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Des Linden cracks open beer after satisfying Boston Marathon, future unclear

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BOSTON — Around mile 18, Des Linden thought to herself, “hang up the shoes, retire.” Then she thought about Gabe Grunewald, her Brooks Running teammate who has battled cancer several times in the last decade.

“I thought about every mile being for her and making it matter,” Linden said on NBCSN. “Be brave like Gabe.”

Linden, boosted by those feelings and the Boston crowd cheering on the defending champion, moved up from ninth place to cross the Boylston Street finish line in fifth, 3 minutes, 29 seconds behind Ethiopian winner Worknesh Degefa.

“Any time you finish top five in Boston, that’s a win,” she said on CBS Boston.

Linden, who last year became the first U.S. female runner to win the world’s oldest annual marathon since 1985, appeared to be getting emotional in the final strides before blowing kisses to the crowd.

“That was me almost vomiting,” she corrected in a post-race press conference. Minutes later, Linden cracked open a large beer can given to her by manager Josh Cox and left the dais.

Was it her goodbye to Boston? Linden is 35 years old and, even if she continues elite racing as expected, unlikely to race here next year given the Olympic Trials are Feb. 29. What’s next?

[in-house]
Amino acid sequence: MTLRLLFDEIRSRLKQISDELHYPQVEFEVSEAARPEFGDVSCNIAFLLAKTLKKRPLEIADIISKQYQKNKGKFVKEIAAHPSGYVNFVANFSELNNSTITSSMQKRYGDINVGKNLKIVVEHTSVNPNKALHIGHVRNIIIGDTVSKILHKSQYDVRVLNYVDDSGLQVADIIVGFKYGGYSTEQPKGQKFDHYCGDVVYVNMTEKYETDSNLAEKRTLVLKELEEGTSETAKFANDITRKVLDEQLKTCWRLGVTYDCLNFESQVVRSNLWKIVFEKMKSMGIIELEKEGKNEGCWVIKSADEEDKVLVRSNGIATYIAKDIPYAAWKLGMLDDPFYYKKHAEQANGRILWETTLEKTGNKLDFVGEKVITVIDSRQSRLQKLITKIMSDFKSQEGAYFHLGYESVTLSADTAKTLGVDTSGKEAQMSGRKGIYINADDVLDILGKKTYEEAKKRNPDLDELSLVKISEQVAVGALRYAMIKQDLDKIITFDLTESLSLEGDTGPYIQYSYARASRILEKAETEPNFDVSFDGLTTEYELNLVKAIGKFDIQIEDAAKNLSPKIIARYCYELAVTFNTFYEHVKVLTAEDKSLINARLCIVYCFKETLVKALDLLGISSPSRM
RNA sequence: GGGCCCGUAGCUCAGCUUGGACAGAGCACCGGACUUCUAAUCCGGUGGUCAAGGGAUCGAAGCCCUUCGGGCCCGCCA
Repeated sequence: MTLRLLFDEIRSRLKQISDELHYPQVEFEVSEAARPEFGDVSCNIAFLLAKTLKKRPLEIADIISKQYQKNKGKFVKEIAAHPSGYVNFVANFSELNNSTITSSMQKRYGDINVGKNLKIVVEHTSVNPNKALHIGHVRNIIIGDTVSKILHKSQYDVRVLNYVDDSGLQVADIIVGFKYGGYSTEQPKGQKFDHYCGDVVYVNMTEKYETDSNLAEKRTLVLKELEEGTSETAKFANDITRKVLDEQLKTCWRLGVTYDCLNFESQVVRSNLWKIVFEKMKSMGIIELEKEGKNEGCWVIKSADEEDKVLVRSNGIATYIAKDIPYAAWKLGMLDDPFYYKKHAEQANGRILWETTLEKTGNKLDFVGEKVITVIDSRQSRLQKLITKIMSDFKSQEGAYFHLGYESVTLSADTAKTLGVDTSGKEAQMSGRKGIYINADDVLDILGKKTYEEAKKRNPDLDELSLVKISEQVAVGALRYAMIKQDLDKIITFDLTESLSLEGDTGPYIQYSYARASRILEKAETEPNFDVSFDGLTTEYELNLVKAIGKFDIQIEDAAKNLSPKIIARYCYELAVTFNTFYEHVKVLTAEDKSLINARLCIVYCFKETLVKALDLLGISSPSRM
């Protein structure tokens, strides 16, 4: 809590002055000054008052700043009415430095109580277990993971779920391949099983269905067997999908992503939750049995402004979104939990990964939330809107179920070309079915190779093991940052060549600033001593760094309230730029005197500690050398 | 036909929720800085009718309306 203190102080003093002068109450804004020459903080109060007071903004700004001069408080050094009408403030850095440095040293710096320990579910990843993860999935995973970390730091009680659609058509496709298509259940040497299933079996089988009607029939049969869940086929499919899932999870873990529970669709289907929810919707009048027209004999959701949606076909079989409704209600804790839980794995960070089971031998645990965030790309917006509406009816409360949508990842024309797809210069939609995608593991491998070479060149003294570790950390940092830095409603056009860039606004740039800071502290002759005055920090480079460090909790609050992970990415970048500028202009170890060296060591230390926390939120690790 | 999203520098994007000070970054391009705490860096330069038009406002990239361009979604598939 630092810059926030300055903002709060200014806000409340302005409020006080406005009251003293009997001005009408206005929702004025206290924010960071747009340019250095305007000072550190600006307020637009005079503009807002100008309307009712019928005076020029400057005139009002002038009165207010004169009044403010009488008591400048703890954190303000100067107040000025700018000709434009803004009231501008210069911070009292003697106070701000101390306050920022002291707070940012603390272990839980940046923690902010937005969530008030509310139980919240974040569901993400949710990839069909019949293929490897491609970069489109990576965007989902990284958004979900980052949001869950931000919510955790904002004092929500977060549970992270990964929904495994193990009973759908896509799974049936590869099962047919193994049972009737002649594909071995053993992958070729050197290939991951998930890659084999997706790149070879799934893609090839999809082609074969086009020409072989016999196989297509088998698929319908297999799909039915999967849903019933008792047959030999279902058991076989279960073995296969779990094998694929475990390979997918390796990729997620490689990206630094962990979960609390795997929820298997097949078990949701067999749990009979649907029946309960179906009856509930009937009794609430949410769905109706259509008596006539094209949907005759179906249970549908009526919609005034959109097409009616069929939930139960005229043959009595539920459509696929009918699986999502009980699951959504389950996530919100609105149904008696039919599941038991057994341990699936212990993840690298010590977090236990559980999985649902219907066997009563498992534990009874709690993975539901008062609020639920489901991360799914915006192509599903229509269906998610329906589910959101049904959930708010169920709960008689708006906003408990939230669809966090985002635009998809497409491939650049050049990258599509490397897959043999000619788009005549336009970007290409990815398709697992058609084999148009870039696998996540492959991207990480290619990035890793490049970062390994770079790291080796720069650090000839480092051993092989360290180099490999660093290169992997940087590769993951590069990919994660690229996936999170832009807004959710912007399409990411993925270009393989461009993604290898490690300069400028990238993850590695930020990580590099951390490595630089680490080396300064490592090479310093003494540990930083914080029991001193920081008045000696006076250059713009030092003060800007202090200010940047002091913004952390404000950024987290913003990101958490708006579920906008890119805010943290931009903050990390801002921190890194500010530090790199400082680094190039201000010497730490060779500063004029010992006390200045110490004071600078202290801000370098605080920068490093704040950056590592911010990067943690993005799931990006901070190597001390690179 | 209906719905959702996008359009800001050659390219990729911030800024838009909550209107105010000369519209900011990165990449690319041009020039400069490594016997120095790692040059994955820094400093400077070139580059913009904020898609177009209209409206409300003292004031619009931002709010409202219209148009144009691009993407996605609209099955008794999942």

“Lunch, right now, for sure,” she said on NBCSN. “Then we’ll regroup.”

Linden certainly has motivation for one more Olympic try. She dropped out of her first Olympic marathon in 2012 with a stress fracture in her femur. She was seventh in Rio, missing a medal by less than two minutes.

But the U.S. women’s marathon field is deeper than ever. Take Jordan Hasay, the 27-year-old who finished third on Monday. Linden counseled Hasay as they jockeyed in the chase group behind Degefa, who broke away in the fifth mile.

“She’s going to have a breakthrough on this course,” Linden said of Hasay, who bounced back after withdrawing from spring and fall marathons in 2018 with heel fractures. “She’s going to make a name for herself. She is the future. Well, she is right now of American distance running.”